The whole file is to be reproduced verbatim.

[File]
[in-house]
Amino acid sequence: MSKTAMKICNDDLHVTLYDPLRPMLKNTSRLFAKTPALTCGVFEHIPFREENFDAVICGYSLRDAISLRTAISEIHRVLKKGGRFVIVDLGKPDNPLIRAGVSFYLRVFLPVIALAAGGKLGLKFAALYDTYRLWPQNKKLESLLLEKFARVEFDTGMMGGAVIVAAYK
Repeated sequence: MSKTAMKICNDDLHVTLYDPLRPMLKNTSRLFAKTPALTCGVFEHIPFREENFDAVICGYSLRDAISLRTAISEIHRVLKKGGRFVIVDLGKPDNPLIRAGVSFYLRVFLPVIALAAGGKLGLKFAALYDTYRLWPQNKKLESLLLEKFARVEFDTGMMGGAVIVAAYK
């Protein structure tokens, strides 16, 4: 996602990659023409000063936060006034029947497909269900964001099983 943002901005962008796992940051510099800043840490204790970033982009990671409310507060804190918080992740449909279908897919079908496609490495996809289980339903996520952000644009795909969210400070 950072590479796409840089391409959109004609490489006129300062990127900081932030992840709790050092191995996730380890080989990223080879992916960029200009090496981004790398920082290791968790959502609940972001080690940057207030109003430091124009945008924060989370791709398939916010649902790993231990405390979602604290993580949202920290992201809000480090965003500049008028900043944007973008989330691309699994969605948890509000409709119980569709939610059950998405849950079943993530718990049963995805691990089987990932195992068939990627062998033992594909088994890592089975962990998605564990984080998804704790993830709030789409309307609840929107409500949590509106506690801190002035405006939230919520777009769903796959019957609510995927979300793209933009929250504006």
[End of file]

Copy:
[in-house]
Amino acid sequence: MSKTAMKICNDDLHVTLYDPLRPMLKNTSRLFAKTPALTCGVFEHIPFREENFDAVICGYSLRDAISLRTAISEIHRVLKKGGRFVIVDLGKPDNPLIRAGVSFYLRVFLPVIALAAGGKLGLKFAALYDTYRLWPQNKKLESLLLEKFARVEFDTGMMGGAVIVAAYK
Repeated sequence: MSKTAMKICNDDLHVTLYDPLRPMLKNTSRLFAKTPALTCGVFEHIPFREENFDAVICGYSLRDAISLRTAISEIHRVLKKGGRFVIVDLGKPDNPLIRAGVSFYLRVFLPVIALAAGGKLGLKFAALYDTYRLWPQNKKLESLLLEKFARVEFDTGMMGGAVIVAAYK
């Protein structure tokens, strides 16, 4: 996602990659023409000063936060006034029947497909269900964001099983 943002901005962008796992940051510099800043840490204790970033982009990671409310507060804190918080992740449909279908897919079908496609490495996809289980339903996520952000644009795909969210400070 950072590479796409840089391409959109004609490489006129300062990127900081932030992840709790050092191995996730380890080989990223080879992916960029200009090496981004790398920082290791968790959502609940972001080690940057207030109003430091124009945008924060989370791709398939916010649902790993231990405390979602604290993580949202920290992201809000480090965003500049008028900043944007973008989330691309699994969605948890509000409709119980569709939610059950998405849950079943993530718990049963995805691990089987990932195992068939990627062998033992594909088994890592089975962990998605564990984080998804704790993830709030789409309307609840929107409500949590509106506690801190002035405006939230919520777009769903796959019957609510995927979300793209933009929250504006």